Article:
Episode 100, Preaching New Eucharistic Revival
Father Andy Davy is a priest in the order of the Immaculate Conception of the Blessed Virgin Mary, better known as the Marians. He is currently pastor at Our Lady Queen of peace in Darian, IL. He shared some thoughts on the great gift of the Eucharist, and his effort as a “Eucharistic Preacher” during this time of renewal.
Father responded to the Holy Father’s call and is one of several hundred priests in the United States called Eucharistic preachers. This entails making a concerted effort to help the faithful understand the gift of the Eucharistic and the Real Presence of Christ in the Blessed Sacrament. In the next three years, there will be national, diocesan, and parish-wide events to bring about this labor. Their purpose will be to better educate the faithful on Church teaching and that Jesus is present in the Eucharist Body, Blood, Soul, and Divinity, recalling that even in John Chapter 6, misunderstandings and disbelief in the Eucharist caused many disciples to leave and never return to Christ.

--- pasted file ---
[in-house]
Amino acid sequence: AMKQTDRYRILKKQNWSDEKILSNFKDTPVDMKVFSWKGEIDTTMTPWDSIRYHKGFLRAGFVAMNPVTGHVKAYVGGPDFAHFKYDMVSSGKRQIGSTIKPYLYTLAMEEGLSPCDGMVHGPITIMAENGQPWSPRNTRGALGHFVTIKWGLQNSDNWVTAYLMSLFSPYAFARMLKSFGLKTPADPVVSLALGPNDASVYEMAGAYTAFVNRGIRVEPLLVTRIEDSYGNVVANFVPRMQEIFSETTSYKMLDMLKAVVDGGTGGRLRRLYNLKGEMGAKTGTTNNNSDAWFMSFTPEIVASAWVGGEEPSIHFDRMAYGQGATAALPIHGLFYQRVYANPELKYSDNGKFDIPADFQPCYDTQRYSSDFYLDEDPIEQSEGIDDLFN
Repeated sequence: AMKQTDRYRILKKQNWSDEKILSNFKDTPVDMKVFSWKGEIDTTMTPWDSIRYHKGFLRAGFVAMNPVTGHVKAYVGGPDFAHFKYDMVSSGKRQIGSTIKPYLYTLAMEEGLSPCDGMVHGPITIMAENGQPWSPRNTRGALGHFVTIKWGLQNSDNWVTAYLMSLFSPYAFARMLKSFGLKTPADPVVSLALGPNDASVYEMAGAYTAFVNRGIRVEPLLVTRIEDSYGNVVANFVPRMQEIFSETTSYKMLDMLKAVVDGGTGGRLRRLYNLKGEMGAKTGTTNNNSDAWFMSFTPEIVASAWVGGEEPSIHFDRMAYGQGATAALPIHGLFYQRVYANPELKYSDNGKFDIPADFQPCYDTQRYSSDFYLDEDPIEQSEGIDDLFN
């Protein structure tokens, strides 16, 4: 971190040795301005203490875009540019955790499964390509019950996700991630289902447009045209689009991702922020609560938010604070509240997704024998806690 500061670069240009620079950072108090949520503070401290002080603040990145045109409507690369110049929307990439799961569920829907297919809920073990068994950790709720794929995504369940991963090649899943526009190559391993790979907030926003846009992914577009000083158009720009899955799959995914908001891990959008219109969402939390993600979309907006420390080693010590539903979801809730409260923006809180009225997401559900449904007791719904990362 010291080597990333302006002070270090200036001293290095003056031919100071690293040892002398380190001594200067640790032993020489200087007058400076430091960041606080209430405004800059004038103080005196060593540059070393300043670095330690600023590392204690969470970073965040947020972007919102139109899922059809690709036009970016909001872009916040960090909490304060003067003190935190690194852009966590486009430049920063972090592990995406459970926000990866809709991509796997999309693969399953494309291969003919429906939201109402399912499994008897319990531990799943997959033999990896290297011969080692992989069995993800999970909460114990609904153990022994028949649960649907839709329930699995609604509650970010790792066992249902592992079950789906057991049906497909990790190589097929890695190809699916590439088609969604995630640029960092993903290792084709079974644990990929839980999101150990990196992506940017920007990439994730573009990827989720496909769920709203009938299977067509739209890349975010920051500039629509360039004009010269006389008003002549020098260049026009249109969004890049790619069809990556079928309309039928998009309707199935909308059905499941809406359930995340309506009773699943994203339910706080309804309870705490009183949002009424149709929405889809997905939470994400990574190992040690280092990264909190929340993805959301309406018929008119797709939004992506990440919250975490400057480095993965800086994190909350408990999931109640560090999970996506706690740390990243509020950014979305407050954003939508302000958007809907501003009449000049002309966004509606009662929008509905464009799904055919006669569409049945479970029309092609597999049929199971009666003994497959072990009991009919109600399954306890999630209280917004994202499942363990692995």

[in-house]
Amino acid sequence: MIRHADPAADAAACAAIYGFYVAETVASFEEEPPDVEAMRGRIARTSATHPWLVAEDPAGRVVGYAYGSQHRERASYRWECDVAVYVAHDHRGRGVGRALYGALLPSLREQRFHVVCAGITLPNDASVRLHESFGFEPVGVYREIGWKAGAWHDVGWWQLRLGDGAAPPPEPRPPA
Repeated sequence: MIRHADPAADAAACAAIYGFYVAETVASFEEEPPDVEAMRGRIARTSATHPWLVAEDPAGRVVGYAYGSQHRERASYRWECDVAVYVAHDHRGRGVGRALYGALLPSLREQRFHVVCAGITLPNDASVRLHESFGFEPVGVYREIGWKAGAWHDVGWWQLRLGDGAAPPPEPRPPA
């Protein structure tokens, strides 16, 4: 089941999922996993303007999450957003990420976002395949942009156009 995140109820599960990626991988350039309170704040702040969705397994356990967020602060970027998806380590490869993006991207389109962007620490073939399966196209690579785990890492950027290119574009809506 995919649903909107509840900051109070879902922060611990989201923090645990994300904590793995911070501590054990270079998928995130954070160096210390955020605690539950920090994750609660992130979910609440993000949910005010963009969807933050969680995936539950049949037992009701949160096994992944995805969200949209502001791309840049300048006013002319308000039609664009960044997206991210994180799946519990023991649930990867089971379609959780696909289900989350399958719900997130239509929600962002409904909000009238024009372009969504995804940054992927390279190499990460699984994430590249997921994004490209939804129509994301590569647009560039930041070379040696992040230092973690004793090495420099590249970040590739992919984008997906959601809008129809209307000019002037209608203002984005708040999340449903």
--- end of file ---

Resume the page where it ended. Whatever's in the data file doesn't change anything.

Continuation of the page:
In the Divine Mercy Image, Jesus appears as the High Priest. We know he came into Jerusalem riding on a donkey, and in the image, he is wearing the robe of a Jewish High Priest. Yet, at the consecration, the high priest also becomes the sacrifice. If we look at the Image and reflect on the Sacraments of mercy - the Eucharist and Reconciliation are central to the priesthood and the message of mercy. The red rays symbolize the blood which is the life of souls, and the pale rays the waters of baptism and the Sacrament of reconciliation.
The message of Divine Mercy is a Eucharistic message - St. Faustina understood and added to her name “of the Most Blessed Sacrament.” In one of her visions, she even saw rays of Blood and Water emanating from the Monstrance. It is Divine Mercy that allows us the grace of confession, ensuring that we do not receive Christ unworthily and bring condemnation upon our own heads. May the faithful come to understand the great gift of the Eucharist better, and in the words of Louis Eymard, “May thy Eucharistic Kingdom Come!"